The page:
Laure Beaufils

Deputy High Commissioner to Nigeria

Guest blogger for UK in Nigeria

Part of FCDO Outreach Partners in Prosperity UK in Nigeria

10th May 2018 Abuja, Nigeria

Naija means business

Ringing the bell at the Nigerian Stock Exchange (NSE)

Moving from Kigali to Lagos last year, I expected a pretty jarring experience.  I was going from a country of 12 million to a city of 22 million, from one of the world’s most pristine, orderly, safe places to what I expected to be, well, pretty loud and chaotic. And in many ways, Lagos did not disappoint: it is definitely not a city for the faint-hearted.

When I arrived, I knew that the Lagos economy in itself is significantly bigger than that of the whole of Kenya. But what I had not quite clocked is the extent to which Lagos is moving and booming. I had not fathomed the buzz about the city – the energy, talent, entrepreneurship and creativity.  Many in Africa dream of Lagos as some elsewhere have dreamed of New York: as the city that never sleeps, the El Dorado. The Financial Times recently noted that “In a country that is byword for poor governance, Lagos is thriving.”

And indeed, it is. The Dangote oil refinery is taking shape. With a capacity of 650,000 barrels a day, it will be the biggest refinery of its type in the world. Further down the road, a completely new modern city called Eko Atlantic is being built on land reclaimed from the Atlantic Ocean. We were able to see both sites from a helicopter when the PM’s Trade Envoy visited recently, and I can safely say that the scale and audacity of both these projects is mind-boggling.

Lagos landscape – oil tankers and naval ships

In Yaba, otherwise known as “Yabacon Valley”, hundreds of banking institutions, educational institutions, technology and startup companies are growing every day, making Lagos the African tech hub capital. Mark Zuckerberg and Bill Gates visited recently: they’re never ones to be behind the curve. Nigerian music, fashion and film are also thriving and reverberating not just in Africa but across the world. Nollywood, Nigeria’s film industry, puts out two hundred movies a week, second only to Bollywood. It’s been fantastic holding screenings of some of these films at the residence, and indeed having Doctor Sid unexpectedly sing at the QBP in Lagos, ensuring all of our guests hit the dance floor.

British business is doing well too: Unilever’s most profitable global operation is here in Nigeria. Diageo/Guinness and Shell have strong and long-established operations in Nigeria. BA’s first flight from the UK to Nigeria was 81 years ago. And our team has been supporting newcomers too – Prudential, for example, has just set up shop here paving the way on the life insurance market.

I am not blind to the challenges. Nigeria’s current business climate remains challenging – despite it having gone up 24 places in the Ease of Doing Business indicator last year, red tape is prevalent. It’s difficult to get visas and business licenses, government policies and regulations can change unpredictably, land tenure is challenging, etc. etc. On top of that, power supply is erratic and infrastructure is poor. The economy has been too reliant on oil. Public funds have been mismanaged. Poverty is deep rooted and has gone up in absolute numbers. The discrepancy in wealth is profound and in many ways, shocking.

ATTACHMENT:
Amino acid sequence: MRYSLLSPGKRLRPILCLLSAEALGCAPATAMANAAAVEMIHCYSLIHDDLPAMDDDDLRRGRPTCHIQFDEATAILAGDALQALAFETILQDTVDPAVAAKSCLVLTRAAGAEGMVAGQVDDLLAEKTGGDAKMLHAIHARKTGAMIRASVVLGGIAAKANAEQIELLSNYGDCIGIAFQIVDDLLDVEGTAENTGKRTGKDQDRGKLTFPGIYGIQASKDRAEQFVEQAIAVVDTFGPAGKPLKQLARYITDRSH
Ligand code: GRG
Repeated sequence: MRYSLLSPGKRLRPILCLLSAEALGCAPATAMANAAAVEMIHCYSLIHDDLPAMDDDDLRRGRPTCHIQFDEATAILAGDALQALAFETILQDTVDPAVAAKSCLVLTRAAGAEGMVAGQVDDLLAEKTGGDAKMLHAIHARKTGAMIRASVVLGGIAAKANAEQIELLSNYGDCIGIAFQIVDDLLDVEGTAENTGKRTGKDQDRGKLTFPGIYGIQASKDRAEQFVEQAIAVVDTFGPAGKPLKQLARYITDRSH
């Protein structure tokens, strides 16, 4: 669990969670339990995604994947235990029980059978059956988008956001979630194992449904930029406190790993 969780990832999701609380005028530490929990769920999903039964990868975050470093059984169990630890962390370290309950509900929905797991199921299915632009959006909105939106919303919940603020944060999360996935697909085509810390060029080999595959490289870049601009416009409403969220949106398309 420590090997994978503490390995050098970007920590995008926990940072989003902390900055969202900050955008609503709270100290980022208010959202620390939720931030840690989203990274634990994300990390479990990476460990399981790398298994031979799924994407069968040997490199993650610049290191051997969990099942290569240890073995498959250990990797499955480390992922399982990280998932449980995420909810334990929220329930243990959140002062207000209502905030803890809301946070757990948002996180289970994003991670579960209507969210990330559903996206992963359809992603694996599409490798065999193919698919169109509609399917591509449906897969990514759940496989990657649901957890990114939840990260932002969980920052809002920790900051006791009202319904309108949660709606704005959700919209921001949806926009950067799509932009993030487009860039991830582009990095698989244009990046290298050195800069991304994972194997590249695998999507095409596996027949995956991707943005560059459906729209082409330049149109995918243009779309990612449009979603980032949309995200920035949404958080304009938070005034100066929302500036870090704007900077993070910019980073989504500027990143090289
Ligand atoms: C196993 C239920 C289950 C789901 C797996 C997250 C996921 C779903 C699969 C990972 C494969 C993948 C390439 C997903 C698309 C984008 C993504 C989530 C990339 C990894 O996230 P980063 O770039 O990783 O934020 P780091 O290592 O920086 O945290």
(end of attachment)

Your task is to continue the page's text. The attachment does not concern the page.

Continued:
From Left: British High Commissioner to Nigeria, Paul Arkwright; Businessman and Philanthropist, Tony Elumelu and Deputy High Commissioner to Nigeria, Laure Beaufils

But if we are serious about prosperity in general, and in Africa in particular, wouldn’t you agree that ignoring Africa’s largest economy would be at our own peril? Nigeria is set to become the world’s third most populous country with a whopping 400 million people. And that is a very big market, or indeed, lots of different markets in one country. Nigeria is a hidden gem for those businesses that are willing to go in with their eyes wide open, and with good risk mitigation plans.

And so the UK Government is supporting economic development, through programmes and initiatives designed to kick-start new markets and supply chains, reform the business environment, support key sectoral reforms, and address corruption. We are working hard to raise awareness about opportunities, challenge stereotypes about the country, and meet the strong demand for UK products and capability. We plan to do more – not least in the area of financial services and capital market development, where the appetite is huge.

The Foreign Secretary, Boris Johnson in Lagos in August 2017

In the next five months, we are hoping to get ministers from FCO, DFID, DIT, HMT and the Home Office visiting Nigeria, on top of the Lord Mayor who will be here next month. We will welcome them with open arms to share with them our passion for this country and our determination to help it fulfil its enormous potential. It is an exciting time to be working here.

Staff from the High Commission at the Lagos Queen’s Birthday Party

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